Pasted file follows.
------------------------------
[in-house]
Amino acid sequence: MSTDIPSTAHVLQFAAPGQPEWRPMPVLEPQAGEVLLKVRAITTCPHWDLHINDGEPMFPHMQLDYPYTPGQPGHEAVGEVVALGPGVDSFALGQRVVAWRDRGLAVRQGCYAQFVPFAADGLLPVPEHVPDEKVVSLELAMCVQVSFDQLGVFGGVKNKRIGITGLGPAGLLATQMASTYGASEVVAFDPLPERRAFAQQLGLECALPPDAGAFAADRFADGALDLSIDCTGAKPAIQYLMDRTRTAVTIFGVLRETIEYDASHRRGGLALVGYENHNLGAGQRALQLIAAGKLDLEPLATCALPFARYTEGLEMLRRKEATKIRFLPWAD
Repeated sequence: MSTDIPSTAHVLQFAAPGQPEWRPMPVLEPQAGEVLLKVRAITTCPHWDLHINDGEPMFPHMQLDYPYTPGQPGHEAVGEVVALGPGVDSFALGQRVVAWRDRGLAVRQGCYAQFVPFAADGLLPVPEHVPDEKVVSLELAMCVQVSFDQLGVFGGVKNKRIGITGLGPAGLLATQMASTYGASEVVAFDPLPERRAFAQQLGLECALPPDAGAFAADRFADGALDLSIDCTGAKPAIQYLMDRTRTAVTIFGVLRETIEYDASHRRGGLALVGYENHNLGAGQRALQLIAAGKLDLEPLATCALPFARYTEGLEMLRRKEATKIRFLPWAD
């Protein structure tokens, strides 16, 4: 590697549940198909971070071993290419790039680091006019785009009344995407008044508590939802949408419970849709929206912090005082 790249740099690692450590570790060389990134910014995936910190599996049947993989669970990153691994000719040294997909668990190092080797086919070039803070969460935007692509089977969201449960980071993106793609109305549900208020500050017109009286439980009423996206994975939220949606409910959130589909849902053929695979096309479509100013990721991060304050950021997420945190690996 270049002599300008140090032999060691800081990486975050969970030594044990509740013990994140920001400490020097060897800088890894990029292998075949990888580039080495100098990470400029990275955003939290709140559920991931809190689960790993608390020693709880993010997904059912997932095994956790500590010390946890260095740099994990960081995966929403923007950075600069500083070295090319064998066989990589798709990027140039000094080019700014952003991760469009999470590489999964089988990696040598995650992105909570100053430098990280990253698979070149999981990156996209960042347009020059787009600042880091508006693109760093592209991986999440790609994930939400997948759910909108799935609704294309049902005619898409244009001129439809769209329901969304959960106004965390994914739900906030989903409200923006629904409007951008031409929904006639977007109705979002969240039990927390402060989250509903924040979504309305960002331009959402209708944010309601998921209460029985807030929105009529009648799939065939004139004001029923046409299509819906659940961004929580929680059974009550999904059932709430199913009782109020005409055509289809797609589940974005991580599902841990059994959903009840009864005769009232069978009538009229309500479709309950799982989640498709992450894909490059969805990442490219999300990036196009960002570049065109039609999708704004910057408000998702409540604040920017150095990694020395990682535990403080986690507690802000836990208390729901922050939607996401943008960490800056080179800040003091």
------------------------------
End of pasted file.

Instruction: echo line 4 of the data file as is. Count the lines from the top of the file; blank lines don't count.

């Protein structure tokens, strides 16, 4: 590697549940198909971070071993290419790039680091006019785009009344995407008044508590939802949408419970849709929206912090005082 790249740099690692450590570790060389990134910014995936910190599996049947993989669970990153691994000719040294997909668990190092080797086919070039803070969460935007692509089977969201449960980071993106793609109305549900208020500050017109009286439980009423996206994975939220949606409910959130589909849902053929695979096309479509100013990721991060304050950021997420945190690996 270049002599300008140090032999060691800081990486975050969970030594044990509740013990994140920001400490020097060897800088890894990029292998075949990888580039080495100098990470400029990275955003939290709140559920991931809190689960790993608390020693709880993010997904059912997932095994956790500590010390946890260095740099994990960081995966929403923007950075600069500083070295090319064998066989990589798709990027140039000094080019700014952003991760469009999470590489999964089988990696040598995650992105909570100053430098990280990253698979070149999981990156996209960042347009020059787009600042880091508006693109760093592209991986999440790609994930939400997948759910909108799935609704294309049902005619898409244009001129439809769209329901969304959960106004965390994914739900906030989903409200923006629904409007951008031409929904006639977007109705979002969240039990927390402060989250509903924040979504309305960002331009959402209708944010309601998921209460029985807030929105009529009648799939065939004139004001029923046409299509819906659940961004929580929680059974009550999904059932709430199913009782109020005409055509289809797609589940974005991580599902841990059994959903009840009864005769009232069978009538009229309500479709309950799982989640498709992450894909490059969805990442490219999300990036196009960002570049065109039609999708704004910057408000998702409540604040920017150095990694020395990682535990403080986690507690802000836990208390729901922050939607996401943008960490800056080179800040003091």